Trump's Census Surrender Hints at the Real Reason He Tried to Add a Citizenship Question

Even if the president's motives were partisan, a more plausible cover story would have been enough to pass judicial muster.


Donald Trump's census surrender, which represents the third time the administration has changed its plans regarding a citizenship question since the Supreme Court ruled against it two weeks ago, was weird even by the standards of an erratic and mercurial president who governs by tweet, often surprising his own underlings. The reason that Attorney General William Barr gave for backing down (for real this time, maybe)—that the administration would ultimately prevail by offering the Court an acceptable explanation, but not in time to keep the census on schedule—is no more obvious today than it was on June 27. But Trump's remarks did provide a clue to the real reason (as opposed to the "contrived" and "pretextual" one rejected by the Court) why Commerce Secretary Wilbur Ross decided, shortly after taking office in February 2017, that the 2020 census should ask U.S. residents about their legal status.

Trump said he was ordering the Census Bureau to mine citizenship data from other agencies' administrative records—something the bureau was already doing, although Ross had officially deemed it an unsatisfactory alternative to directly asking about citizenship in the census. "Knowing this information is vital to formulating sound public policy, whether the issue is healthcare, education, civil rights, or immigration," the president said. But later he added: "This information is also relevant to administering our elections. Some states may want to draw state and local legislative districts based upon the voter-eligible population."

The 14th Amendment says "representatives shall be apportioned among the several states according to their respective numbers, counting the whole number of persons in each state, excluding Indians not taxed." That rule, however, applies to Congress, not to state and local legislatures. The Supreme Court has not resolved the issue of whether drawing state and local legislative districts based on eligible voters rather than all residents is consistent with equal protection and the "one person, one vote" principle. But it arguably is, which is why the late Republican gerrymandering whiz Thomas Hofeller, who was in touch with Trump's transition team, was so keen on the idea of obtaining better citizenship data.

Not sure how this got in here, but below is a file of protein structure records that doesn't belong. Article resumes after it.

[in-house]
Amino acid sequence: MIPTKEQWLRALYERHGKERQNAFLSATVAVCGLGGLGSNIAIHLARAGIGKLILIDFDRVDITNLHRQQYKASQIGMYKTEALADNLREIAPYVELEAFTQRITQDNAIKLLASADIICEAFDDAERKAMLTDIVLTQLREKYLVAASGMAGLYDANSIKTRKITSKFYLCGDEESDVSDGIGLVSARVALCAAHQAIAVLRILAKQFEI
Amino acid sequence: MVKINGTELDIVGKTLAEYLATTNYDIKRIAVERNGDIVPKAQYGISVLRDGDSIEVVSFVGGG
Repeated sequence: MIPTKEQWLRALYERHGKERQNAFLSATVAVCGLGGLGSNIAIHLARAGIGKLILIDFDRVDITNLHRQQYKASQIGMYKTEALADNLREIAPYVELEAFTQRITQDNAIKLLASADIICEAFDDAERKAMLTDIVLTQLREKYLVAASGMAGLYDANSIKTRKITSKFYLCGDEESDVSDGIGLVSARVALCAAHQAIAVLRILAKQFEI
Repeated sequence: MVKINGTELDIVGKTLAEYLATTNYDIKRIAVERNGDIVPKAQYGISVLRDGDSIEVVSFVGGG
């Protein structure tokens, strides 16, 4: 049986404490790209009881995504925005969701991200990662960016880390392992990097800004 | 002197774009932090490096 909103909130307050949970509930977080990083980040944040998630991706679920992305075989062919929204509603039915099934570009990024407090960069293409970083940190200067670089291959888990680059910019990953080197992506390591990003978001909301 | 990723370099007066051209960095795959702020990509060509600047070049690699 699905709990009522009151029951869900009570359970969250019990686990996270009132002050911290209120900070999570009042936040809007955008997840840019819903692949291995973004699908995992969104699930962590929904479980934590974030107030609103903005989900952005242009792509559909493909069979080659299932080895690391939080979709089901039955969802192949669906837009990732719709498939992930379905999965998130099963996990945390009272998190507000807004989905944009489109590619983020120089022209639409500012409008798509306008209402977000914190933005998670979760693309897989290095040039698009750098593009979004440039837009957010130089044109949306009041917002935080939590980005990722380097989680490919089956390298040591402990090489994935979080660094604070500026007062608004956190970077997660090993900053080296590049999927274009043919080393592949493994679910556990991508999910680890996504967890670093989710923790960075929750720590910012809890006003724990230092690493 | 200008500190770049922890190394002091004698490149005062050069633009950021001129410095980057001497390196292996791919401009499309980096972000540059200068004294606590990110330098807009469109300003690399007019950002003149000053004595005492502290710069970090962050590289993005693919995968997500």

As Matt Welch noted here in May, Hofeller concluded that redrawing Texas legislative districts based on voting-eligible population "would be advantageous to Republicans and non-Hispanic whites." But that project required more-detailed data on citizenship. "Without a question on citizenship being included on the 2020 Decennial Census questionnaire," Hofeller wrote, "the use of citizen voting age population is functionally unworkable." Not surprisingly, the states challenging the citizenship question seized upon the recently uncovered evidence regarding Hofeller's scheme as further reason to question the administration's motives.

The other, more commonly recognized way in which a citizenship question could disadvantage Democrats is by discouraging responses from households that include unauthorized residents. Census Bureau staff estimated that the deterrent effect could result in an undercount of about 6.5 million people, which could mean less representation and federal funding for places where illegal immigrants are concentrated—places that tend to elect Democrats. "It is clear [Trump] simply wanted to sow fear in immigrant communities and turbocharge Republican gerrymandering efforts by diluting the political influence of Latino communities," the ACLU's Dale Ho, who argued the census case in the Supreme Court, told The New York Times.

That may well be true, but all the administration had to do if it wanted to ask about citizenship in the census was come up with one or more plausible, nonpartisan reasons for doing so early in the process—reasons like the ones to which Trump alluded yesterday. Given the commerce secretary's broad discretion to determine census questions, even "we would like to have a better idea of how many illegal immigrants live in the United States" would have sufficed. Instead Ross made the decision for unstated reasons, then spent months scrambling for a rationale before settling on the Voting Rights Act cover story that the Court called a "distraction."

"In my view," Barr said, "the government has ample justification to inquire about citizenship status on the census, and could plainly provide rationales for doing so that would satisfy the Supreme Court." If so, why didn't it do that the first time around? Trump blamed "meritless litigation" for defeating his plan to add a citizenship question. But a more competent administration would have anticipated that litigation and beaten it back in time.